I would like a way to tell if a post I'm looking at is "trending".

When looking at a post the view count is basically how you determine how popular the post is/was, but for aging posts it can be hard to determine if this post IS popular or WAS popular. I think that info is sometimes useful to have. To my knowledge, currently there is no way to tell.

Two opposite sides of the spectrum for the sake of example:

  1. a classic post that is still highly relevant gets consistent new views every month -- that tells me when I look at it, I'm not the only one still asking even if the post is old


  1. a post with many views that is no longer looked at, perhaps a good post on an aging technology that fewer and fewer people care about -- that me tells I'm wondering about a question that others have collectively moved on from.

Possible Implementation: View count in last 30 days.

Not sure if this is the best way to show trending, but it's the first that came to mind.

Would others find something like this useful as well?? Is there already a way to see this that I don't know about?


As pointed out in the comments, "hotness" is this metric for trendiness and it already exists. The question is: Can we see hotness from the post itself? Is that a useful feature?

  • Very related Hotness score for HNQ
    – ryanyuyu
    Jun 23, 2016 at 22:01
  • @ryanyuyu Is there a way to see hotness for a given post from the post itself? Jun 23, 2016 at 22:04
  • Not really. You'd have to calculate it yourself. But it is something that currently exists so that can help you refine your feature-request. Otherwise your implementation is really lacking and non-specific.
    – ryanyuyu
    Jun 23, 2016 at 22:08

1 Answer 1


Because we're programmers:

// ==UserScript==
// @name        Post Hotness Score
// @namespace   NoNamespacePlease
// @description Adds the post hotness score to the question title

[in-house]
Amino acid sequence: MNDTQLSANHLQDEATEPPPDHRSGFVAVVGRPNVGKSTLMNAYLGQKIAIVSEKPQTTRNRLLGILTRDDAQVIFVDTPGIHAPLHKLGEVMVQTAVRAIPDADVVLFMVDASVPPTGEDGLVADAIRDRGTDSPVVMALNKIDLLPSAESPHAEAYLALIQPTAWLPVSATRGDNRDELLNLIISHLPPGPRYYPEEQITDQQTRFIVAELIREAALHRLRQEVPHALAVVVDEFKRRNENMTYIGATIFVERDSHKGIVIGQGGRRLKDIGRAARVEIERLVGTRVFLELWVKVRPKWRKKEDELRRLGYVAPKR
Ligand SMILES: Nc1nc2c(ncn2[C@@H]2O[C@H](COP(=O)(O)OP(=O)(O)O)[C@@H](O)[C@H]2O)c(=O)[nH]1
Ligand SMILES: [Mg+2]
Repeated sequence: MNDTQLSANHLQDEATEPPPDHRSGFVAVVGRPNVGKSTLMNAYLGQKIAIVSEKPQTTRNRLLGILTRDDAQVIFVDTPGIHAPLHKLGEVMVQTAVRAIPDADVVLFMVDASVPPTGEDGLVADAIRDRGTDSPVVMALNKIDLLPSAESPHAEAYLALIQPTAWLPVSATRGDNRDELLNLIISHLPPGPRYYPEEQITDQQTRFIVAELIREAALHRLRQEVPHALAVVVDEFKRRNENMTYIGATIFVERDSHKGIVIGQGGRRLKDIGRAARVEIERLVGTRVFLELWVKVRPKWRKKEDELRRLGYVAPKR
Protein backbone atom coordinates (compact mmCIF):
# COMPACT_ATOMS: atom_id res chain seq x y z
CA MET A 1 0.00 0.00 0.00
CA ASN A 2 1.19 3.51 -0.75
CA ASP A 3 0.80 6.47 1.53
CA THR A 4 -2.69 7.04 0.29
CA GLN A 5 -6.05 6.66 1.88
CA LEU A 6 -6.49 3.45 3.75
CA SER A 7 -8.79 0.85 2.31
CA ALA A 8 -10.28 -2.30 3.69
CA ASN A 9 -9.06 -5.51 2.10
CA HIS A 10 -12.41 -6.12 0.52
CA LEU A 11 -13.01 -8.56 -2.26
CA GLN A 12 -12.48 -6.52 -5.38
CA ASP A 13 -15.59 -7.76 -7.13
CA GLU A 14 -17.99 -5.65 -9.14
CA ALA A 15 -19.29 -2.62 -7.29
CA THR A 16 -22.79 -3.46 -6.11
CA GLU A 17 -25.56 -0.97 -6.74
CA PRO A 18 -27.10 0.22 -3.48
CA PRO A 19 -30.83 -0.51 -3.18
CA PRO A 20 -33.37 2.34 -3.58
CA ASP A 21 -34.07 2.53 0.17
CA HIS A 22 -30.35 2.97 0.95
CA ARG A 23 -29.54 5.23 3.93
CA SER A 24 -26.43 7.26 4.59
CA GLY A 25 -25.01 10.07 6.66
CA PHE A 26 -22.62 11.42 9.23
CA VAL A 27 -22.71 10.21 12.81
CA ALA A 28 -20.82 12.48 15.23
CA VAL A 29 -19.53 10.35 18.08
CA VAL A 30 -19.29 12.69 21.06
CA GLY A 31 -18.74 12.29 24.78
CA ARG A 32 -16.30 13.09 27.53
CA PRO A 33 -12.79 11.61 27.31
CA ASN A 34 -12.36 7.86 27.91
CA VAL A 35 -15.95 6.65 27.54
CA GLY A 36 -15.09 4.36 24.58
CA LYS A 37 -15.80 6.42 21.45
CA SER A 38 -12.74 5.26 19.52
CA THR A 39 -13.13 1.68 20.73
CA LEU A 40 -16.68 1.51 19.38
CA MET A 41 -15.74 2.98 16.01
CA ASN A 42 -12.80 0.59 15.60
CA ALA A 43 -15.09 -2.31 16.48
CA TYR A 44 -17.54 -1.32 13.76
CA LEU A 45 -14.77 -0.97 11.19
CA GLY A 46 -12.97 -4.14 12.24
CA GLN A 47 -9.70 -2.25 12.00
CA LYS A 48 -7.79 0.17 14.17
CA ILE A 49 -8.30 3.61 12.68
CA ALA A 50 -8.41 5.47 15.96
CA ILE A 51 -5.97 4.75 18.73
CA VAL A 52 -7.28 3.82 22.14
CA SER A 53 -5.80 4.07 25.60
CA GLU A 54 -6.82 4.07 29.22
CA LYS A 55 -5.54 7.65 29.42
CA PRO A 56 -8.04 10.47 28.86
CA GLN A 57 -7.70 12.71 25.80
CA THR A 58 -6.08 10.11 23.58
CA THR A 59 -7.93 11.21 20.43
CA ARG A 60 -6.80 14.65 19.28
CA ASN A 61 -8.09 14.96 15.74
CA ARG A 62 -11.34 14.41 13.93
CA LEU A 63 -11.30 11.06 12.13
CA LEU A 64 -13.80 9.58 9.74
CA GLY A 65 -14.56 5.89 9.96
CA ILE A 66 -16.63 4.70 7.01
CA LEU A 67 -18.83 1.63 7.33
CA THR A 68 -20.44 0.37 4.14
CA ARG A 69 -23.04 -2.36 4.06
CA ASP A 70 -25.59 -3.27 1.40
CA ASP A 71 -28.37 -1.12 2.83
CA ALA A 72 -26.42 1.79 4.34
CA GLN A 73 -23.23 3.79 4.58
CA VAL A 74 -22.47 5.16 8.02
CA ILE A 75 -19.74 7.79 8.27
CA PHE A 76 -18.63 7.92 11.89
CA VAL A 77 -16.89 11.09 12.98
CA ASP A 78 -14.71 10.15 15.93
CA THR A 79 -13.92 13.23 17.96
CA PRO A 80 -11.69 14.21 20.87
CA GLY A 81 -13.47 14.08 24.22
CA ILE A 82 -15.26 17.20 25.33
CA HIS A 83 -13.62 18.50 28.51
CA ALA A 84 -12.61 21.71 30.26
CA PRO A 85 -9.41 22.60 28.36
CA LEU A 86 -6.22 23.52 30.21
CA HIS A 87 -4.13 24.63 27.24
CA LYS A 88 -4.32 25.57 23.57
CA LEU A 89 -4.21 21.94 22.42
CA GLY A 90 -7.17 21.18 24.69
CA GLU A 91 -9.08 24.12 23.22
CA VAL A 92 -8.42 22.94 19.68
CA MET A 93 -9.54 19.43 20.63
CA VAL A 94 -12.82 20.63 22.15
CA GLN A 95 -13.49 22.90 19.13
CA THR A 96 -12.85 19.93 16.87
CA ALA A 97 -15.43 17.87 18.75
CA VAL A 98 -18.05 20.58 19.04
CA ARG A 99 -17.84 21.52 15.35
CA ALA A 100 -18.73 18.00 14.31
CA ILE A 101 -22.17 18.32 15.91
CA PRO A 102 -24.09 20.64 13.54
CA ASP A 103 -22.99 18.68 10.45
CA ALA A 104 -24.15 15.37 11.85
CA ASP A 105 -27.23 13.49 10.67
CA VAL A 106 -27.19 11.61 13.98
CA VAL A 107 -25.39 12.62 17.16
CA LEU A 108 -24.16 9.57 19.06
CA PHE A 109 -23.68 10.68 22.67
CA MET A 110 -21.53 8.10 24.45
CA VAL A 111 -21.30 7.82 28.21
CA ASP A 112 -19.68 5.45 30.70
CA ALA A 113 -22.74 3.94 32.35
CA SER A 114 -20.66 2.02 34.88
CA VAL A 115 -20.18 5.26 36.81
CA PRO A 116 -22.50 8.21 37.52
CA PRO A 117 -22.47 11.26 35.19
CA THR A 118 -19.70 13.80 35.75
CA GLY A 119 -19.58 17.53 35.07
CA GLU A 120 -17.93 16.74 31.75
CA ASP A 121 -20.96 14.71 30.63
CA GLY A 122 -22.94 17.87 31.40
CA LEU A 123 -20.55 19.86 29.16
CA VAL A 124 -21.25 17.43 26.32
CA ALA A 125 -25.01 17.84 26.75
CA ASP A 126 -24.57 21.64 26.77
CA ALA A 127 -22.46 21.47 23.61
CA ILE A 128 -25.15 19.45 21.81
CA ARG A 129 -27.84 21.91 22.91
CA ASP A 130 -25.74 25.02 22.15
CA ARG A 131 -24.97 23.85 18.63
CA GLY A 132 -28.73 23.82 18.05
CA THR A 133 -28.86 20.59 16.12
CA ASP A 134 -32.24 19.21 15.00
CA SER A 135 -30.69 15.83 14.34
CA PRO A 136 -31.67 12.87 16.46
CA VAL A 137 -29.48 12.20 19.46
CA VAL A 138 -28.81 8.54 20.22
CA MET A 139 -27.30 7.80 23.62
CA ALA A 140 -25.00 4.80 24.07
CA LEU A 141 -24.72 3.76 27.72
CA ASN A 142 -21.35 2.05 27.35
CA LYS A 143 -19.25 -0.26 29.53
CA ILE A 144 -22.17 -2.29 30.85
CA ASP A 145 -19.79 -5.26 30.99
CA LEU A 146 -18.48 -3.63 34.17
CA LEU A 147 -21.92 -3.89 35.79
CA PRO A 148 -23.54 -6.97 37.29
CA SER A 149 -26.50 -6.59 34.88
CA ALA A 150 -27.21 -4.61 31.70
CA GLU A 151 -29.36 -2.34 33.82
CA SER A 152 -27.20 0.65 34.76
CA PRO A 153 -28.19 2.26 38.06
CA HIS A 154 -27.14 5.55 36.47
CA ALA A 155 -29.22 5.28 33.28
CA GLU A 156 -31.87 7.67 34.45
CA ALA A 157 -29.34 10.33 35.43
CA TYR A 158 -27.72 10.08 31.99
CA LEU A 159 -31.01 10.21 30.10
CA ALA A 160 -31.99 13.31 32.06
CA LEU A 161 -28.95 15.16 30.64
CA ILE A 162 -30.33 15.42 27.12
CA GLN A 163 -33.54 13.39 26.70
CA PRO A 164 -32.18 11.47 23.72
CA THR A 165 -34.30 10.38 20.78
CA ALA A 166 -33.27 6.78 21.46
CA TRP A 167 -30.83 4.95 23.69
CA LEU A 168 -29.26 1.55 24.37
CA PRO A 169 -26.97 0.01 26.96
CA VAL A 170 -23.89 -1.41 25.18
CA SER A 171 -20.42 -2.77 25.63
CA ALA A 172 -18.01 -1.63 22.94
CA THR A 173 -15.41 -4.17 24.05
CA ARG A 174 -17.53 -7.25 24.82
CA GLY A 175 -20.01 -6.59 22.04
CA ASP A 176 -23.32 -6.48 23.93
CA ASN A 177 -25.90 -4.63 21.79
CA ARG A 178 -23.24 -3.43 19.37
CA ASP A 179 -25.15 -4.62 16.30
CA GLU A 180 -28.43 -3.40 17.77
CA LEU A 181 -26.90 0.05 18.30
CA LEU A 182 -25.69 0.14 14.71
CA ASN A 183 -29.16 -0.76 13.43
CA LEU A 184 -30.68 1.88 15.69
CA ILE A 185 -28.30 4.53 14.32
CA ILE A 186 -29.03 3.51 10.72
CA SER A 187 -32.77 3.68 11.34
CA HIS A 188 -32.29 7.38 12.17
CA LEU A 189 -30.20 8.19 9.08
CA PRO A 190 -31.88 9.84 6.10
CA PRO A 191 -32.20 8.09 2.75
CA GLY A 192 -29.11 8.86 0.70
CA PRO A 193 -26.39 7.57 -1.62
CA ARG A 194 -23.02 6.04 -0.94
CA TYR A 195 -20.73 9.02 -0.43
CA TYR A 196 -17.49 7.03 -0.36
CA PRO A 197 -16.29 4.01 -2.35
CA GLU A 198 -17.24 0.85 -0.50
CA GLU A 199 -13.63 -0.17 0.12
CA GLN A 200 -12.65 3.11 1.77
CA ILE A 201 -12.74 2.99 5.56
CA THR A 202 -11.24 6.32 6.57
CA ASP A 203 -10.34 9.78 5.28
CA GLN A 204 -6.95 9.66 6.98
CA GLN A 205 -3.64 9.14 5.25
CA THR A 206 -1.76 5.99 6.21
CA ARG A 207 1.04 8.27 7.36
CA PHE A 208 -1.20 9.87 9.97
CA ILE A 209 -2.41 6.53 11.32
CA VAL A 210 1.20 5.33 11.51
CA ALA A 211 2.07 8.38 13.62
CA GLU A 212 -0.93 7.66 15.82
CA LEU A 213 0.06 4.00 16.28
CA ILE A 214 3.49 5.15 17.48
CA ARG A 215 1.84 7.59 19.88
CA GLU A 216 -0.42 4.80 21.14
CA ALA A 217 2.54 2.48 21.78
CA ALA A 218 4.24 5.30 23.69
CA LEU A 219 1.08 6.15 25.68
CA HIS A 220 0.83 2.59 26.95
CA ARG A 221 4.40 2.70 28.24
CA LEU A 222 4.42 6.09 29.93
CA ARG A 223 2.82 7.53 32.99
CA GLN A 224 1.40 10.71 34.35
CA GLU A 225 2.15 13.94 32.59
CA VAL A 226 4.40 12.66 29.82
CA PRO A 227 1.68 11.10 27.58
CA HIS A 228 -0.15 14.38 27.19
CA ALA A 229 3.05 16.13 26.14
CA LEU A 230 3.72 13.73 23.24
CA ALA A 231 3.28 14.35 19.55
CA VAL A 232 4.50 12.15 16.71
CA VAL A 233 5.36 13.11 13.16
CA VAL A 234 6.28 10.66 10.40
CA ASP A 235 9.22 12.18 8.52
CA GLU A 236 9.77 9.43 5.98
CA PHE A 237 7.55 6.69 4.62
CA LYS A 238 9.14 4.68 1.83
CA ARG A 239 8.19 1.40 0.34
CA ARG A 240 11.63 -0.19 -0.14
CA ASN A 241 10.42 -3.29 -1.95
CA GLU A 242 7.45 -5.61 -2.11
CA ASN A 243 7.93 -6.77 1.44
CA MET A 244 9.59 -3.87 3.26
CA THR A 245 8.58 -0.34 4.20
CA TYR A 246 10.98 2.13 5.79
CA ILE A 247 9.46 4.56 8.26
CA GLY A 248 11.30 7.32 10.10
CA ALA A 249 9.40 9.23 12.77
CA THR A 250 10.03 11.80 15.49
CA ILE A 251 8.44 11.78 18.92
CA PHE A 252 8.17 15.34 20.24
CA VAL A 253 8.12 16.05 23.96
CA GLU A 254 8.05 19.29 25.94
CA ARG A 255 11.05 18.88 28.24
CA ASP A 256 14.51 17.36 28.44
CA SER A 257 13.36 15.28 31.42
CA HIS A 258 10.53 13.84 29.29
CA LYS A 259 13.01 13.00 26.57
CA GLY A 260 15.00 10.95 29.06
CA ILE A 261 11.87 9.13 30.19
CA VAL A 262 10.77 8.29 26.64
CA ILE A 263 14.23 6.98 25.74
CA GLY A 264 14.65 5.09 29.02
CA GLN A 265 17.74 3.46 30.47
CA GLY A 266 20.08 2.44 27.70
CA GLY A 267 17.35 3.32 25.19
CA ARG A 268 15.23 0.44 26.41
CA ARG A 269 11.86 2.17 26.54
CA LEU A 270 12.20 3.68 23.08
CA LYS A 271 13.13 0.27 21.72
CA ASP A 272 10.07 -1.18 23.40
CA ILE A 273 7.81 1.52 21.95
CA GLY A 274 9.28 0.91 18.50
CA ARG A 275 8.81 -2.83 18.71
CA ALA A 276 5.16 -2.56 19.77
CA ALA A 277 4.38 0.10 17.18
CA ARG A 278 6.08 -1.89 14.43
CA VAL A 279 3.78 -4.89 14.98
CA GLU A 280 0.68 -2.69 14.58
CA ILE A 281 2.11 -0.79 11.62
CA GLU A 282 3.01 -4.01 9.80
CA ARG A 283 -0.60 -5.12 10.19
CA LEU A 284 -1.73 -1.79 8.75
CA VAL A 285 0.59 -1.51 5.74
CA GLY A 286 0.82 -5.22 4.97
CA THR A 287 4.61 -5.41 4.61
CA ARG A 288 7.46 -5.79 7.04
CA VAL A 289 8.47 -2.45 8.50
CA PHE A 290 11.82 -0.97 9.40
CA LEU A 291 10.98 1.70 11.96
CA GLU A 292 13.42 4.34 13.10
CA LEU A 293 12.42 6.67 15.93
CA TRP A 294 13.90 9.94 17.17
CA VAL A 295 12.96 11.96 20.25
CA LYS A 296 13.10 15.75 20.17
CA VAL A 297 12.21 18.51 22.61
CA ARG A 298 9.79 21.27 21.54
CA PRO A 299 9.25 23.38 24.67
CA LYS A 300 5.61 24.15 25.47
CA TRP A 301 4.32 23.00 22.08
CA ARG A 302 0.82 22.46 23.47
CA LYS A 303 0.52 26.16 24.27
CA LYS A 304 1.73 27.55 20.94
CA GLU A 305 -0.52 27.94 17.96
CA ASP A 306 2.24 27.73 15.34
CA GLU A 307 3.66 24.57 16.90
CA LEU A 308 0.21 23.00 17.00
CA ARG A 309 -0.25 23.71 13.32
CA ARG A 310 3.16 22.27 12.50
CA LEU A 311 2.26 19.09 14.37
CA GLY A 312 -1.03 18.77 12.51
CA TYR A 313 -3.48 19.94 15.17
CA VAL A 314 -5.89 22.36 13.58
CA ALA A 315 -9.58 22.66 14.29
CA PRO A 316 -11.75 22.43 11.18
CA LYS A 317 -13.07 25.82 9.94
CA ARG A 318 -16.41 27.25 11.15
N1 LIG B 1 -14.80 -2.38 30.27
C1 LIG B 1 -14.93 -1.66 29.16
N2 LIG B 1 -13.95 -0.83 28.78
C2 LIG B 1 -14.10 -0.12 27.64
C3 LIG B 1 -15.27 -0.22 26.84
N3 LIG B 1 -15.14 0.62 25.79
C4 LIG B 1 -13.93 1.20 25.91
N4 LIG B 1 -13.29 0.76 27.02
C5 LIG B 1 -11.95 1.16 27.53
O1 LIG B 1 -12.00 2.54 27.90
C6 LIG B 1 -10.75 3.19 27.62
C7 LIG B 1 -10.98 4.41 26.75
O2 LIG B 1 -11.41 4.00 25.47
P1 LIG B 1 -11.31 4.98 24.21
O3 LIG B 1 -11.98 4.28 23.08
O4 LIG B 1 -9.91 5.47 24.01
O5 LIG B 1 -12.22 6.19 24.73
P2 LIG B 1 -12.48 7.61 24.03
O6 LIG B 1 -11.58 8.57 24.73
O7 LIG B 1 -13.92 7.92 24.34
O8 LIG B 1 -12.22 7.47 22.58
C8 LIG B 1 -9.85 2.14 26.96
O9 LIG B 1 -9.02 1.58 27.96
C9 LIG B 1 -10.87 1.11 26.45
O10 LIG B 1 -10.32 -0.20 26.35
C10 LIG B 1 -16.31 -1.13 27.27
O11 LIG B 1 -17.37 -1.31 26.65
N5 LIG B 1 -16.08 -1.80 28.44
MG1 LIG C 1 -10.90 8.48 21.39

// @include        /^https?:\/\/\w*.?(stackoverflow)\.com\/(questions).*/
// @version     1
// @grant       none
// ==/UserScript==

$(document).ready(function() {
  var rawtimestamp = $("#question td.owner span.relativetime").attr("title");
  var qAge = Math.floor((Date.now() - Date.parse(rawtimestamp)) / 36e5);
  qAge = Math.max(qAge + 1, 6);
  qAge = Math.pow(qAge, 1.4);

  var aCount = parseInt($("span[itemprop='answerCount']").text());
  if (isNaN(aCount)) aCount = 0;

  var qScore = parseInt($("#question span.vote-count-post").text());

  var aScore = 0;
  $("#answers span.vote-count-post").each(function() {
    aScore += Number($(this).text());

  var hotness = (((Math.min(aCount, 10) * qScore) / 5 + aScore) / (qAge));
  $("#question-header h1").append("      Hotness: " + hotness);




Uses the formula from this answer. Questions with multiple pages of answers won't have the correct hotness value, as this only parses the first page.

Everyone, feel free to make edits to improve this or fix any bugs that you find. (I'm not a JavaScript/jQuery expert. As if that's not obvious by the monstrosity above.)

  • as far as I can tell you forgot to account for special site-specific adjustment roughly explained here. It divides the hotness score of Stack Overflow questions by about 5 - you probably can get more accurate value of divisor by picking a random SO question that is currently in hot list, looking at it "arbitrary awarded" points reported in tooltip and comparing against the value you calculated
    – gnat
    Aug 23, 2016 at 9:43

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